Kingston campaign aims to restore Whig-Standard's greatness
CWA Canada hopes Quebecor responds to pressure
It's a project the size and likes of which CWA Canada has never before undertaken. The mission? To enjoin an entire community in a campaign to pressure a corporate media giant to restore the quality of its daily newspaper.
An advertising blitz that heralds the launch today of the ambitious multi-media campaign is sure to make the Kingston Whig-Standard the talk of the town, which some time ago dubbed its once highly regarded publication the "Sub" Standard. The message to "Make It Great!" will emanate from billboards, transit ads, radio spots, flyers, the GreatWhig.ca website and a Facebook fan page.
Quebecor chief Pierre Karl Péladeau is about to get an earful from disgruntled readers and advertisers who have lamented the newspaper's rapid decline under his stewardship. They will be sending email messages and signing a petition that calls on Quebecor to "devote the appropriate resources to the Whig-Standard so that Kingston can once again have a newspaper worthy of our great city."
Martin O'Hanlon, deputy director of CWA Canada, initiated the project last fall and has overseen its development over the past six months. The executive of the Kingston Typographical Union (KTU), which represents Whig employees, heartily endorsed the plan and connected its architects with community leaders and activists who were quick to embrace the campaign.
"This is about fighting the good fight for quality local news and jobs. It's not about union versus management; it's about doing what's best for everyone," says O'Hanlon.
"We want to convince Quebecor that investing properly in its newspapers and keeping jobs in the community is good for readers, employees, democracy — and profits."
Paul Schliesmann, a veteran reporter at the newspaper and vice-president of the KTU, says this is a last-ditch effort: "This project gives me the only hope I have left for the Whig-Standard."
As the campaign material notes, the Whig-Standard used to be one of Canada's best small-city newspapers. It won national awards for investigative reporting, offered in-depth coverage of Kingston issues and provided a balanced forum for discussion of matters of local and national importance.
In recent years, and particularly under Quebecor ownership, the qualities that once made the Whig-Standard a source of pride for Kingston have dramatically declined. Readers and advertisers keenly feel the loss.
Petitioners, whose message will go to both Péladeau and Ron Laurin, the newspaper's publisher, will "request that Quebecor devote the appropriate resources to the Whig-Standard so that Kingston can once again have a newspaper worthy of our great city."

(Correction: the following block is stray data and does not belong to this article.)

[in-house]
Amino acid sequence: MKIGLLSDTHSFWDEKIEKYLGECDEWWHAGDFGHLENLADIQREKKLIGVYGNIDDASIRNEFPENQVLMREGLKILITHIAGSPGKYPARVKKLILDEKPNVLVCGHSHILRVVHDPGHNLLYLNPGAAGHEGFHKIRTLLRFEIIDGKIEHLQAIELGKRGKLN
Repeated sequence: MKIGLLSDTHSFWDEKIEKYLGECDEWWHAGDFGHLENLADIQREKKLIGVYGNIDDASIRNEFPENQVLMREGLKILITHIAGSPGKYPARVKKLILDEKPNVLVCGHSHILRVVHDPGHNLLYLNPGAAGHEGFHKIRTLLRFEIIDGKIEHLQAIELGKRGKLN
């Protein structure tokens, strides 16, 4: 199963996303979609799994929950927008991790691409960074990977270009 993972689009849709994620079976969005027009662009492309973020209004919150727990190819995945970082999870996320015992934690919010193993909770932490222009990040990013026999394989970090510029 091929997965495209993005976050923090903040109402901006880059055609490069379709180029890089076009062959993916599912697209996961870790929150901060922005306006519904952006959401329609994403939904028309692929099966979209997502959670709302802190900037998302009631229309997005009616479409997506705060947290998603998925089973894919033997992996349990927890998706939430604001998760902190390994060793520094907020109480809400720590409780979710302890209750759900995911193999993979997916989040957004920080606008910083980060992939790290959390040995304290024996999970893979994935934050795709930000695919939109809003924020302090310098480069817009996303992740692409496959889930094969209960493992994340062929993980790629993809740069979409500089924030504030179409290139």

Alec Ross, a long-time activist in Kingston who cares passionately about the Whig's status, is co-ordinating the campaign for CWA Canada. A local company was contracted to design and construct the website, which features video testimonials from people in the community who describe the impact of Quebecor's corporate decisions.
Among those weighing in are Rob Baker of the Tragically Hip, Richard Kizell, chair of the University Hospitals Kingston Foundation, professors, business people, politicians, writers and former Whig reporters.
"Generally," says Ross, "I chose the video subjects because they are thoughtful, engaged and articulate Whig readers. We have a lot of support from prominent Kingstonians who totally sympathize with the cause, but who — for various reasons — declined to do a video."
Lawrence Scanlan, who used to work at the Whig, recounts the halcyon days and expresses his sadness for what has been lost. He's one of many dedicated journalists who recognize that a once proud profession has been undermined by a corporate ownership more interested in proselytizing a political ideology than upholding the public's interest, a newspaper's traditional role.
Indeed, Quebecor's Sun Media has spread its right-wing tentacles into its newspapers and broadcast outlets to espouse its agenda and silence voices of opposition. The chain's newspapers are filled with articles that spread the gospel and barely reflect the communities they purport to cover.
Centralizing of functions such as subscription services and advertising has eliminated scores of jobs at Sun Media publications and disconnected the publications from the communities they are supposed to serve.